How to Help Bad Breath Go Away under Stress

It's easy to wonder how to help bad breath go away because the cause isn't always something you ate – dry mouth often plays a part at some point. Oral deficiencies like dry mouth are normal symptoms of everyday stress, according to the National Institutes of Health (NIH), and many usual life events are stressful enough to cause it: a job interview, first date or something that can make an unpleasant smell just as embarrassing.

Rest assured there are simple and discreet ways to combat dry mouth. Consider these methods the next time you want to make a great first impression.

Stress and Dry Mouth

Decreased saliva flow is the primary reason for dry mouth, which can lead to bad breath. In other words, stress results in dry mouth because it contributes to this decrease in saliva flow.

How? Dehydration and breathing through the mouth contribute to dry mouth, and in stressful situations, you may be too busy to eat, drink or breathe normally. That's why dry mouth may be more likely when, for example, you are at a job interview or on a first date.

Reduce Your Stress, Resolve Bad Breath

The best strategy for dry mouth is to reduce your stress level, and it's easier than it sounds. Plus, once you feel calmer, dry mouth can subside on its own. Taking deliberate breaths through your nose is one simple way to become more calm. Try not to breathe too quickly, but rather breathe in and out at a slow and even rhythm.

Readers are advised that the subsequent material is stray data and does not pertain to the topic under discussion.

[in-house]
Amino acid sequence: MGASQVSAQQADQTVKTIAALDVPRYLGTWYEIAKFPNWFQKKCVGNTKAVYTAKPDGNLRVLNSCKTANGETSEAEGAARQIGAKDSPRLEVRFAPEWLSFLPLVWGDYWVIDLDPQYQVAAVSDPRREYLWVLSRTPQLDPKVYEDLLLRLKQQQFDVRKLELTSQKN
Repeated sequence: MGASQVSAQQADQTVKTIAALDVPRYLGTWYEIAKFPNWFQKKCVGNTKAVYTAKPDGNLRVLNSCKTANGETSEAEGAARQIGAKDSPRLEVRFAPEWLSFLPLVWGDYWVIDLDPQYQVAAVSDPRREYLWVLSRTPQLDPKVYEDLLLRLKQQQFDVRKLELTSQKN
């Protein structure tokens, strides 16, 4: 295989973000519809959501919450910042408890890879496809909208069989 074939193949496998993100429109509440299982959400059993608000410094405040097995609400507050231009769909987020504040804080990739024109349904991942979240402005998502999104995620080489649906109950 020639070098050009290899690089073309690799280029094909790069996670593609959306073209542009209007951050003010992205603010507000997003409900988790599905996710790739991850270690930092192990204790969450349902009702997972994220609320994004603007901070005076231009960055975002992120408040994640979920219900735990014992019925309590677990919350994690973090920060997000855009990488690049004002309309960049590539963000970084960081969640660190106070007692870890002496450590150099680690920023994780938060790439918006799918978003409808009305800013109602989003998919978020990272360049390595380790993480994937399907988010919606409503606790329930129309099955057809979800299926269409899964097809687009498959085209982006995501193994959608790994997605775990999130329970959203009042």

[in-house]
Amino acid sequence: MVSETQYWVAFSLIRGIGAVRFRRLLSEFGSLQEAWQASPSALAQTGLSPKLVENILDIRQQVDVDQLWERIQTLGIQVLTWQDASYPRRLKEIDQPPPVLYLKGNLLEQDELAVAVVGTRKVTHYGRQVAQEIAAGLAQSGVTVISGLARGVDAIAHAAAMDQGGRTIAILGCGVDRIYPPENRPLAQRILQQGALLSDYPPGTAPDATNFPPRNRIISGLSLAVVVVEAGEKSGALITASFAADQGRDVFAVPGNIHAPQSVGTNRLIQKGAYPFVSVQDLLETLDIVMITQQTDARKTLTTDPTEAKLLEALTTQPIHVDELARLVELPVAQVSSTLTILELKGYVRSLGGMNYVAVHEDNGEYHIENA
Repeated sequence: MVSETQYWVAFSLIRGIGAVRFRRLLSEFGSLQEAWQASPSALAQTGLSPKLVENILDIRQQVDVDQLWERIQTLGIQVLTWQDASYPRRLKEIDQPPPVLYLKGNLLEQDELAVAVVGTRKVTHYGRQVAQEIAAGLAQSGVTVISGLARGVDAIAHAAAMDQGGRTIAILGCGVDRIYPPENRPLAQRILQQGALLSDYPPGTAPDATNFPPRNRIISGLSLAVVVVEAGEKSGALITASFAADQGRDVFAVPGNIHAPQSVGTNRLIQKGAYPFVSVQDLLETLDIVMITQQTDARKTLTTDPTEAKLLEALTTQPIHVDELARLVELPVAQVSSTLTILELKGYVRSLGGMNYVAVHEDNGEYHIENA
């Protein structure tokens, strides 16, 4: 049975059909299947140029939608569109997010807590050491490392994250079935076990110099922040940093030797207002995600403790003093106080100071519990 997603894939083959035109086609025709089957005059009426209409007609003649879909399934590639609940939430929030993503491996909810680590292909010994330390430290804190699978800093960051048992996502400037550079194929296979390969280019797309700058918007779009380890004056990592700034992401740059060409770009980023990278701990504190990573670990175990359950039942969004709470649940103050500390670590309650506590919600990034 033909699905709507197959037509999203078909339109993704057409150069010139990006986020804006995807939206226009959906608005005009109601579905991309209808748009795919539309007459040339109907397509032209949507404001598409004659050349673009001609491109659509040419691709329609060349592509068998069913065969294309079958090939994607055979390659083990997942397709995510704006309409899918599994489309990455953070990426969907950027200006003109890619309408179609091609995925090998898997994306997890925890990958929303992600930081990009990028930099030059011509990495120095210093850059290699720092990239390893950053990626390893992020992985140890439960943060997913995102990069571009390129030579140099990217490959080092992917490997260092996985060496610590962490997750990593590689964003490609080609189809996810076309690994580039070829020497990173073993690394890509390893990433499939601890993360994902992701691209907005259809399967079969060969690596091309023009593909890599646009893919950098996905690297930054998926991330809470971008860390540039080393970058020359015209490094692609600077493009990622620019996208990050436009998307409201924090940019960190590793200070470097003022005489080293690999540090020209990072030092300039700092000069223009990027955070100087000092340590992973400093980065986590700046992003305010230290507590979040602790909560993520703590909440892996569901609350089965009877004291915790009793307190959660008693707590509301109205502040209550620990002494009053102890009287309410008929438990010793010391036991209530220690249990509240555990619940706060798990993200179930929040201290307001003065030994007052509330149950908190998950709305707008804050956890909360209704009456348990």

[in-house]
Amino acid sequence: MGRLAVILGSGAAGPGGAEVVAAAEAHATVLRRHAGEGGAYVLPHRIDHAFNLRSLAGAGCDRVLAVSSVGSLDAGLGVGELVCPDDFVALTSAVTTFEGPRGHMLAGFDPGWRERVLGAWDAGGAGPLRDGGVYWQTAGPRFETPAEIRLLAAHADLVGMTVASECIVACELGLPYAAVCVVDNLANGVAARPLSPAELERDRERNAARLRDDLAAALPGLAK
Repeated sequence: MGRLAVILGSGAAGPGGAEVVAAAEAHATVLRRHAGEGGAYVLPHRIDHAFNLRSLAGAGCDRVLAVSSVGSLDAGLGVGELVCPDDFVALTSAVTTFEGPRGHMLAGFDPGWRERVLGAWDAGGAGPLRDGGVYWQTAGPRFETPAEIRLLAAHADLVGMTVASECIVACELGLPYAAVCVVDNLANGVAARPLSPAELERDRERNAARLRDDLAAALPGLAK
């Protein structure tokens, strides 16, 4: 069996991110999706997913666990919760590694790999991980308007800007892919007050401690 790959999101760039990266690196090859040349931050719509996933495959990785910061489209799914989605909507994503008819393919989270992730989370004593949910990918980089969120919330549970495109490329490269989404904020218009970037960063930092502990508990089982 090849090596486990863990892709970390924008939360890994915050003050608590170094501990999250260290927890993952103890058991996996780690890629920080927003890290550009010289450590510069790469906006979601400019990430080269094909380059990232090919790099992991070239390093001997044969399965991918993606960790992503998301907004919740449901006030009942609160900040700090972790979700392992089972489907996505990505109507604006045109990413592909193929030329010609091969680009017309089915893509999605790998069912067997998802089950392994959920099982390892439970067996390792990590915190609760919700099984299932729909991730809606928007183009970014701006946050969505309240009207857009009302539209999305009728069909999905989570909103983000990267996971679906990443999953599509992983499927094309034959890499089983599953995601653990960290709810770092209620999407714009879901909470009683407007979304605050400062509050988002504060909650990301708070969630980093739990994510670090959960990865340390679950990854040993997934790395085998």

Another strategy is to drink water even if you aren't thirsty. When you hydrate your body, you're inevitably hydrating your mouth, allowing it to wash away potent bacteria and salivate again. Try to avoid alcohol, coffee or tea, as they are actually dehydrating. Ultimately, you can enlist a friend for extra support. A quick phone call or text may be just enough to relieve your worries and have you smiling with fresh breath again.

Increase Saliva Flow and Reduce Dry Mouth

There are numerous quick tips to increase your natural flow of saliva, in addition to water. Chewing sugarless gum will increase saliva production, but remember to discard the gum before you enter an important meeting or other formal setting!

Lemon juice also stimulates the salivary glands, so asking for lemon with your glass of water is a good approach on a dinner date. Xylitol sugarless lozenges will also help to stimulate saliva flow and prevent cavities. Remember to brush your teeth with fluoride toothpaste before and after the event.

Of course, if you need to know how to help bad breath get better over the long term, start by taking care of your daily oral health. The best way to prevent dry mouth and the resulting bad breath is by following a daily routine of oral hygiene. Little changes in these habits can make your face-to-face encounters way more fun. Colgate® 2in1 Toothpaste & Mouthwash, for example, allows you to freshen your breath in no extra time.

If you maintain a daily routine of proper oral hygiene, one thing will lead to another, and you will be less likely to experience those smelly moments.

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